I do however give the edge to Finlay Currie as Shunderson.  He’s a large, lumbering man of exceptional gentility, quietly stealing every scene he’s in.  His final story at the trial, when he reveals how he came to know Praetorius, is at once hilarious and moving.  He’s an unknown factor in the film, a lover of animals whose dedication to his friend is equalled only by his absolute love for him.

Filmmakers would do well to take a cue from People Will Talk.  There are few films capable of such humanism, such gentleness and frankness.  There is no preaching, no moralizing, no retribution and no posturing.  Too often films attempt to get their message across by beating you over the head with it.  This film attempts to get its message across by appealing to basic decency and humanity, by giving the viewer the opportunity to recognize that there are ways to live beyond the narrow strictures of proper society.  The point that it makes is that people will talk no matter what; what we need to learn is how to live our lives independent of what they say.  Kindness, love, humanity; these are the things that really matter.  All the rest is just needless gossip.

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I firmly believe that if you don’t like Charlie Chaplin you have no soul.  How anyone can sit through City Lights or Modern Times and not fall in love with the Little Tramp is beyond me.  Even if you don’t particularly like silent films, Chaplin must be able to melt your cold, cold heart.

The Circus is one of the lesser known of Chaplin’s feature-length films.  Made in 1928, at the height of his popularity, it’s a short, sweet film about the Tramp joining up with a circus.  It does not have the pathos of City Lights and The Kid or the social commentary of Modern Times.  What it does have, and this in abundance, is comedy.

The plot is simple enough.  Down at the heels as always, the Tramp (Chaplin) blunders into a job with a traveling circus when he accidentally gets more laughs than the clowns.  There’s a girl (Merna Kennedy) being bullied by her ringmaster father (Allan Garcia), which naturally raises the Tramp’s hackles.  Then there’s the competitor for her affections in a tall, dark and handsome tight-rope walker (Harry Crocker).  But the plot is really incidental and largely exists to move the Tramp from one comic situation to another.

Which is largely the point.  More so than any other Chaplin film, The Circus is an expression of pure comedy.  Its very subject matter is comedy.  The Tramp gets his job with the circus when he’s chased by a police officer into the big top.  He’s running for his life and his freedom, but the circus audience laughs harder at the improvised comedy than at the professional clowns.  His next big hit comes when he’s employed as a prop man, chased by an angry donkey and pitches into a barrel.  Then, without intending to, he ruins a magician’s performance by revealing every trick.  As the Tramp dashes around trying to capture the wayward animals that spring the magician’s hats, the audience behind him howls with laughter.  He’s a hit, but he’s oblivious.  When the Tramp attempts to be funny, he fails.  But when he’s actually in danger, or in pain, the audience goes into hysterics.  His real life is a comedy.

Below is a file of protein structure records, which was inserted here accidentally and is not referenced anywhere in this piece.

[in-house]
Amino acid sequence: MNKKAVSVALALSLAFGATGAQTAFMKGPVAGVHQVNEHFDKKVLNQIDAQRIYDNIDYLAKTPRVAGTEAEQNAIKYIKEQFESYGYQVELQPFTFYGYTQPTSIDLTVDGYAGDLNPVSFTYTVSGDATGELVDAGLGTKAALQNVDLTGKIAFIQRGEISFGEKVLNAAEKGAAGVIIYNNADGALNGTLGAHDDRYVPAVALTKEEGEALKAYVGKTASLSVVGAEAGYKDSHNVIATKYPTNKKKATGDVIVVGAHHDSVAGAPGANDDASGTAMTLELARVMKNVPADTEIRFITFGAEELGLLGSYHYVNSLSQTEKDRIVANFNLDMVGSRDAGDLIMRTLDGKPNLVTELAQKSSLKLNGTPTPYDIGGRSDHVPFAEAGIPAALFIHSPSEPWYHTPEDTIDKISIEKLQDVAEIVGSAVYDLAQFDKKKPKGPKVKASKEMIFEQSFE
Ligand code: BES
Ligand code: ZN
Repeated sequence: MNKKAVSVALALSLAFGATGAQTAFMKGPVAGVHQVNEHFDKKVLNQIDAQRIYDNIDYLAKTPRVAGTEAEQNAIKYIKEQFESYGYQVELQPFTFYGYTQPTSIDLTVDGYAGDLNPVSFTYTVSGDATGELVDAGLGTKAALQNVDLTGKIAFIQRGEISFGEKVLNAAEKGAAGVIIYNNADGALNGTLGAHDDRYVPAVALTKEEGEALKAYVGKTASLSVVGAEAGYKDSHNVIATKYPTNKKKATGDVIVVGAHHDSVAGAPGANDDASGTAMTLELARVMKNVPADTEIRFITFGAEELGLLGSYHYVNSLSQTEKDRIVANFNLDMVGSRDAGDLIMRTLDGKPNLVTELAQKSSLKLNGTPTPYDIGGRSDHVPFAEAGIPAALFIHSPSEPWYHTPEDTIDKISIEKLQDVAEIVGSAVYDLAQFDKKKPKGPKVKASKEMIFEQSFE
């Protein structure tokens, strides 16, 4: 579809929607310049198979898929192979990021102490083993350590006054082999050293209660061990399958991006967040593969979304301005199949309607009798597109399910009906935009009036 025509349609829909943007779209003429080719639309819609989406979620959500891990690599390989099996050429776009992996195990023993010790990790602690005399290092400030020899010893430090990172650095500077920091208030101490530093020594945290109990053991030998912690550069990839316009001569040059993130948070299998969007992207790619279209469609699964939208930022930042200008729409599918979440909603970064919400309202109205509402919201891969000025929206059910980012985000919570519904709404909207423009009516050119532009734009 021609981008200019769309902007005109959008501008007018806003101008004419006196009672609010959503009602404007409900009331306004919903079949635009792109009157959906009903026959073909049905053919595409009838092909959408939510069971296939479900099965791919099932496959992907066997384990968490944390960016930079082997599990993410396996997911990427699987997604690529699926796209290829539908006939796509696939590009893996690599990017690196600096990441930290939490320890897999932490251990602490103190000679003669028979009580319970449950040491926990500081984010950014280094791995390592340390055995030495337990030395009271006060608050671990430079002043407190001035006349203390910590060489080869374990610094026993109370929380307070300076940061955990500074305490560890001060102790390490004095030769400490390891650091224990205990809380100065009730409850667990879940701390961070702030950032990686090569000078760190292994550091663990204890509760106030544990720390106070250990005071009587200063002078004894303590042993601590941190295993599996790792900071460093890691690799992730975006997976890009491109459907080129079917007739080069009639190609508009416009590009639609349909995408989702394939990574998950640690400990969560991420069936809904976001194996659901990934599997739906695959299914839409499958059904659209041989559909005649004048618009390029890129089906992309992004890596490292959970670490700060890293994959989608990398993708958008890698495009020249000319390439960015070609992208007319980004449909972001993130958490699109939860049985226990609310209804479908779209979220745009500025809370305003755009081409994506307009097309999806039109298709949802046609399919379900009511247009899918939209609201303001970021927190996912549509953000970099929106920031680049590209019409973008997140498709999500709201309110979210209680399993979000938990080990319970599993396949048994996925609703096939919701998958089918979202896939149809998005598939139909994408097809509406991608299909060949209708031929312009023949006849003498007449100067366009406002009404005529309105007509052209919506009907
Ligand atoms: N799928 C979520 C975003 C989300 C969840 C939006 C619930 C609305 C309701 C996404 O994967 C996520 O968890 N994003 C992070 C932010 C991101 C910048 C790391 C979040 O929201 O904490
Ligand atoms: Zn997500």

For some reason, I’ve never thought of Chaplin as an acrobat.  Most of his films don’t place as much emphasis on high-flying tricks.  In The Circus, his acrobatics give Buster Keaton a run for his money.  One of the most spectacular, hilarious set-pieces takes place on the high-wire, when the Tramp takes over for the missing tight-rope walker.  As the routine falls spectacularly to pieces, the Tramp loses his belay and is chased across the wire by monkeys.  He’s in great physical danger and it’s funnier than hell.

He was also quite a spectacular filmmaker.  He’s the definition of an auteur — wrote, directed, starred in and sometimes even scored his own films.  And his use of the cinematic medium is flawless.  When the Tramp runs into a funhouse hall of mirrors to escape the police, the spectacle of cinema comes into play.  The Tramp begins to lose himself in the myriad reflections, chasing after his hat in the mirrors.  He comes to understand the mirrors, though, and when he’s caught, it is the Tramp that has to show the police officer the way out.  He becomes the manipulator of the image; the filmmaker.

Chaplin often had a tinge of melancholy in his work, and The Circus brings it into very sharp relief.  While we laugh at his antics — and they are very, very funny — there is always a sense of sadness in the Tramp.  He’s poor, he’s destitute, he’s basically a decent man who cannot catch a break.  His comedy comes from poverty and danger.  Even when he becomes a star, the villainous ringmaster keeps him in the dark about his popularity.  He’s treated as a prop man, not a performer, and bullied by everyone.  Even his relationship with the girl is doomed.  He protects her from her father, feeds her when she’s hungry, and treats her decently as no one does.  But she’s not in love with him; she’s in love with the tight-rope walker and looks on the poor Tramp as just a friend.

That does nothing to diminish the comedy in The Circus; it rather enhances it.  Chaplin’s great talent was taking serious subjects — poverty, unemployment, starvation, abuse — and making them funny.  He turns obtaining food into a juggling act, running from the police into a comic chase.  He steals a hot dog from a child, is chased by a donkey and bit by monkeys.  It’s all a funhouse game, an elaborate magic trick.  It’s turning tragedy into comedy.